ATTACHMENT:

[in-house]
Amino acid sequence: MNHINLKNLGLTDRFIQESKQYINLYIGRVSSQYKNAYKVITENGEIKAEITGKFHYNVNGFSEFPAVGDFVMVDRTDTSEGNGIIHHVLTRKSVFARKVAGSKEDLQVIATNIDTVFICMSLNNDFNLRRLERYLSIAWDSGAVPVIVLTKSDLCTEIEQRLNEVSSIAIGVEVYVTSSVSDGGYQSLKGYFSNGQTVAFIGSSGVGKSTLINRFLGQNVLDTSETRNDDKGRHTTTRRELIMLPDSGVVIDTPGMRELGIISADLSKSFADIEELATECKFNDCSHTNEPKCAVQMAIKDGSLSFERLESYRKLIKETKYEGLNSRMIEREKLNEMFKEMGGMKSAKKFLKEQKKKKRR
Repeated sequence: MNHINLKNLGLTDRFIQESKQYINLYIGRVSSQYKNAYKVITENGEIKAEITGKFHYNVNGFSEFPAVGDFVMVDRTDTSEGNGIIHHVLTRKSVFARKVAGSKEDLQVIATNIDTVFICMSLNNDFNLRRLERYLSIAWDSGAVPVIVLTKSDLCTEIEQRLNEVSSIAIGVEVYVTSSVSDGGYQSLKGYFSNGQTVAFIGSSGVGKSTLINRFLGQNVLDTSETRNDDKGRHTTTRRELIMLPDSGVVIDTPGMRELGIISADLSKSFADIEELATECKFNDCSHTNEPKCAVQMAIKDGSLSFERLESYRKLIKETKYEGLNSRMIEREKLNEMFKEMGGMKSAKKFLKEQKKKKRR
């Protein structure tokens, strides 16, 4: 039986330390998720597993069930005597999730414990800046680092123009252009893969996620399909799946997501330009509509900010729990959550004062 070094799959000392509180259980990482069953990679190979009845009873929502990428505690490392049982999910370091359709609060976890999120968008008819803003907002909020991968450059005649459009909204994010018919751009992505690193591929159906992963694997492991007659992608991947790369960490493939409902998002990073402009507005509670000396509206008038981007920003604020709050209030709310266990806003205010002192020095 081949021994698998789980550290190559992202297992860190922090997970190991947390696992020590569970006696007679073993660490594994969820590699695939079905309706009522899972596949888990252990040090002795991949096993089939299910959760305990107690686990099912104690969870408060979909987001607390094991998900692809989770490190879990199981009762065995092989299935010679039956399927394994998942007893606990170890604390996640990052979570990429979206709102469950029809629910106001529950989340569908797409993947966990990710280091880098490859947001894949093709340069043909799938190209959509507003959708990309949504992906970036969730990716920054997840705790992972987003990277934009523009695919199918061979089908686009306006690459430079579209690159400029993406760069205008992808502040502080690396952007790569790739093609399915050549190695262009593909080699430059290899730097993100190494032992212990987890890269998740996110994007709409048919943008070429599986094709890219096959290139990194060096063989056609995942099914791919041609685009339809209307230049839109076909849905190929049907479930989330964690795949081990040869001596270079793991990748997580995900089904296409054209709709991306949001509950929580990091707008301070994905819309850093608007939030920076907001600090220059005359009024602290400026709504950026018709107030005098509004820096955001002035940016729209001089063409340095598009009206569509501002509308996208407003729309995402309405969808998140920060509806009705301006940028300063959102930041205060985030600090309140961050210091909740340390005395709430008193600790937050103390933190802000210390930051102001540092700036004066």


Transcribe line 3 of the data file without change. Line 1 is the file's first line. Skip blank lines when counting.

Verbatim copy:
Repeated sequence: MNHINLKNLGLTDRFIQESKQYINLYIGRVSSQYKNAYKVITENGEIKAEITGKFHYNVNGFSEFPAVGDFVMVDRTDTSEGNGIIHHVLTRKSVFARKVAGSKEDLQVIATNIDTVFICMSLNNDFNLRRLERYLSIAWDSGAVPVIVLTKSDLCTEIEQRLNEVSSIAIGVEVYVTSSVSDGGYQSLKGYFSNGQTVAFIGSSGVGKSTLINRFLGQNVLDTSETRNDDKGRHTTTRRELIMLPDSGVVIDTPGMRELGIISADLSKSFADIEELATECKFNDCSHTNEPKCAVQMAIKDGSLSFERLESYRKLIKETKYEGLNSRMIEREKLNEMFKEMGGMKSAKKFLKEQKKKKRR